Have you ever dreamed of adventure?! Have you ever wondered what life would be like in the Poconos? Have you ever wanted to do awesome sports, eat great food and live in fantastic cabins (great for relaxing)? The best place to be is Camp Weequahic!

Did you know Camp Weequahic offers more than 10 sports? Wow!!!! I can do a lot of water sports like swimming, tubing, wakeboarding, fishing, and waterskiing. I can also hike, do archery, gaga, soccer, gymnastics, roller hockey, track, football, and more. Camp Weequahic is the perfect place to learn and find a new favorite sport! But if I do so many activities I’ll need a good meal.

Weequahic is a marvelous place to find delicious foods! I can dig my fork in a plate full of salad. Or maybe twist my fork in a plate of spaghetti. Or maybe try a soft warm pizza. And for dessert: chocolate chip cookies, cookies, brownies, and more. And on my birthday, I get a big homemade cake to share with your cabin mates. After a long day, I’ll probably want to head down to my comfy cabin for some well-deserved rest.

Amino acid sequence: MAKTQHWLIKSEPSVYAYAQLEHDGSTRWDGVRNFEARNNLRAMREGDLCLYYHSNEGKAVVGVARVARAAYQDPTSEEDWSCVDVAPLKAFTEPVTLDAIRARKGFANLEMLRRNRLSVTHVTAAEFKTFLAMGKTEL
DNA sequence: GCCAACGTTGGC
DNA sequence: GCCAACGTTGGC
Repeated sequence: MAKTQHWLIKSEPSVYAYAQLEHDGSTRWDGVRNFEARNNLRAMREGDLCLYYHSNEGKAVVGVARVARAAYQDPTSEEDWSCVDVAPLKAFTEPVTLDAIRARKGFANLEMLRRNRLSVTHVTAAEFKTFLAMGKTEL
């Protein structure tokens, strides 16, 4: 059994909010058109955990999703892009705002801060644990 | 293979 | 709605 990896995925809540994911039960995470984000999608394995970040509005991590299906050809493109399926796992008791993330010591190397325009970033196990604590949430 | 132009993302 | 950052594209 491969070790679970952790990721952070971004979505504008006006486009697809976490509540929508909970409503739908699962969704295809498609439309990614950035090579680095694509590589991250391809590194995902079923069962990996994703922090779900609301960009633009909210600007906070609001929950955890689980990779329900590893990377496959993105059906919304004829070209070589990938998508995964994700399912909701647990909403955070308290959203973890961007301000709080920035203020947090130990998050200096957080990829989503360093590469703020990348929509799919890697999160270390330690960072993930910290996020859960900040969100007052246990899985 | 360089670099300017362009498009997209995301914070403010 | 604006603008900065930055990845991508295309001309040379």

Comfy cabins with roomy beds and a beautiful bathroom, Weequahic has it all! I can share a room with all my friends my age and have a fantastic game of cards. My roomy beds are comfy and just like at home, not stiff or too mushy but just right for me! At evening time I can plop down in my bed then take a breather for the night.

Weequahic is the best summer camp I know! From sports to food to cabins with my friends! It’s a fantastic place to spend the summer break! “Please Mommy and Daddy let me go the best place that I know!”

Love,

Your Favorite Loving Daughter Shani (YFLDS)

The Heart of Camp/Caring for Kids: Staff and Counselors

Posted Tuesday, December 14th, 2010 by